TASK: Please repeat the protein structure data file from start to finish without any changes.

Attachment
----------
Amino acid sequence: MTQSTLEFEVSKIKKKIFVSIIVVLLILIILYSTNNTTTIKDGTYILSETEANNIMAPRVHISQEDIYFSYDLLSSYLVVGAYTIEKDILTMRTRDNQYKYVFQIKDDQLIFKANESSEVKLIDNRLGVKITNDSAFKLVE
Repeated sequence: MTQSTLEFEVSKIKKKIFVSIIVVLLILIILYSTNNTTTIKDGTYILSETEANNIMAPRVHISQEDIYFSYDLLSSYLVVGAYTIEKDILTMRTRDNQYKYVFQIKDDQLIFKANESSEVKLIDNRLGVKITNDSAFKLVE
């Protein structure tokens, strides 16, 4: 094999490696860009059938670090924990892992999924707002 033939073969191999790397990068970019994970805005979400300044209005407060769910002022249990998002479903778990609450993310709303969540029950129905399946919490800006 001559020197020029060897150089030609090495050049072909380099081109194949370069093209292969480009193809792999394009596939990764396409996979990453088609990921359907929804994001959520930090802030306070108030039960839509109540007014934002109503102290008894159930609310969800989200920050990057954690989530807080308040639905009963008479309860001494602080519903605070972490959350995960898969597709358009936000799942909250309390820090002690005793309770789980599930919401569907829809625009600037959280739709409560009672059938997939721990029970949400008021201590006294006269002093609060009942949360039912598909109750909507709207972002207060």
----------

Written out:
Amino acid sequence: MTQSTLEFEVSKIKKKIFVSIIVVLLILIILYSTNNTTTIKDGTYILSETEANNIMAPRVHISQEDIYFSYDLLSSYLVVGAYTIEKDILTMRTRDNQYKYVFQIKDDQLIFKANESSEVKLIDNRLGVKITNDSAFKLVE
Repeated sequence: MTQSTLEFEVSKIKKKIFVSIIVVLLILIILYSTNNTTTIKDGTYILSETEANNIMAPRVHISQEDIYFSYDLLSSYLVVGAYTIEKDILTMRTRDNQYKYVFQIKDDQLIFKANESSEVKLIDNRLGVKITNDSAFKLVE
């Protein structure tokens, strides 16, 4: 094999490696860009059938670090924990892992999924707002 033939073969191999790397990068970019994970805005979400300044209005407060769910002022249990998002479903778990609450993310709303969540029950129905399946919490800006 001559020197020029060897150089030609090495050049072909380099081109194949370069093209292969480009193809792999394009596939990764396409996979990453088609990921359907929804994001959520930090802030306070108030039960839509109540007014934002109503102290008894159930609310969800989200920050990057954690989530807080308040639905009963008479309860001494602080519903605070972490959350995960898969597709358009936000799942909250309390820090002690005793309770789980599930919401569907829809625009600037959280739709409560009672059938997939721990029970949400008021201590006294006269002093609060009942949360039912598909109750909507709207972002207060």